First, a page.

Energy and Resource Management
Ensuring a stable supply of energy is a global concern and the focus of increasing attention. The extraction and use of traditional sources of energy, i.e. fossil fuels (coal, oil, and gas), is associated with diverse and long-lasting environmental effects and is responsible for the majority of anthropogenic GHG emissions. The continued viability of fossil fuels as a primary energy source is beleaguered by climate-environment risks and security of supply issues affected by physical resource reserves, fuel prices, energy consumption, and unstable geopolitics in many fuel producing regions. Such concerns over climate change and security of supply represent a significant driving force for the implementation of alternative energy strategies focused on sustainable energy sources.
This course adopts an interdisciplinary focus and explores various energy-related issues through an interdisciplinary lens. For example, we will investigate the socio-political impacts of energy infrastructure development, as well as the links between different energy resources and a range of marine and terrestrial environmental issues. We will also explore science communication, greenwashing and climate policy.
Upon completing this course students will be able to:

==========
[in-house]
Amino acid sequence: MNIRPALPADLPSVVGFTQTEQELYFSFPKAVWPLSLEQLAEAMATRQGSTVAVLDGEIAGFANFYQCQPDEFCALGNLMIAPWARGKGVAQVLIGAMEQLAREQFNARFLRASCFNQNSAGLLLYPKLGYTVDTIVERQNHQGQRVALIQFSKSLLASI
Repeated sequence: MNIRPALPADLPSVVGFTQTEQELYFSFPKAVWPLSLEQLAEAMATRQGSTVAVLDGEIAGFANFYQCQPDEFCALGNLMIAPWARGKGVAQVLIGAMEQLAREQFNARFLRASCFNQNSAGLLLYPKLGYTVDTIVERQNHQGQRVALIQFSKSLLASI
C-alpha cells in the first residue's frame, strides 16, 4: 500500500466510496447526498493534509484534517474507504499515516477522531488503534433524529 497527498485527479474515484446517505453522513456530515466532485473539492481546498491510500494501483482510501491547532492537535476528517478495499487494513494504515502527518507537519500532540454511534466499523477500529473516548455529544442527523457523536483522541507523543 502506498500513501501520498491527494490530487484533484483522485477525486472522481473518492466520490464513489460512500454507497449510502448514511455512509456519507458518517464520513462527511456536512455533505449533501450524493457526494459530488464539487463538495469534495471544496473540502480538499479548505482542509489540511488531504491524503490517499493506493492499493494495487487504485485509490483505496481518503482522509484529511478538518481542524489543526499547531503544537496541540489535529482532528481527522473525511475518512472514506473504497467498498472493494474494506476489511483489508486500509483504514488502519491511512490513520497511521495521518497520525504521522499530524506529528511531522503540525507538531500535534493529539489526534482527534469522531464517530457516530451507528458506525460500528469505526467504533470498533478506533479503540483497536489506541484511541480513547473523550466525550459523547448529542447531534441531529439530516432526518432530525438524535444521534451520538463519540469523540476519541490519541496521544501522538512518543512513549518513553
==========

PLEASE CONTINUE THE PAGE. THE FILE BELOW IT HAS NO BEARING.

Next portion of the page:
- Students can think holistically about energy security issues and their links to sustainable development
- Students can describe how the exploitation and use of various energy sources impacts the environment
- Students can discuss and identify the socio-political impacts of resource exploitation for energy purposes
- Students can apply the knowledge gained in class to various contemporary energy issues related issues
Once available, timetables will be published here.
Mode of instruction
This course will proceed primarily as a seminar. Each class will include opening remarks/introductory lecture followed by a discussion of assigned readings, class activities, and student presentations. It is expected that students will engage actively in class discussions and debates.
- Discussion leader: 25% (students do this once between week 2-6)
- Research project: 25% (due in week 5, but we work on it from week 1-5)
- Arctic oil development hearing: 30% (week 7)
- Re-writing Assignment (students rewrite a newspaper article using peer reviewed literature): 20% (due end of week 8)
There will be a Blackboard site available for this course. Students will be enrolled at least one week before the start of classes.
Syllabus will be made available before the start of the course as there are a few short readings for the first seminar.
This course is open to LUC students and LUC exchange students. Registration is coordinated by the Curriculum Coordinator. Interested non-LUC students should contact firstname.lastname@example.org.
Dr. Bríd Walsh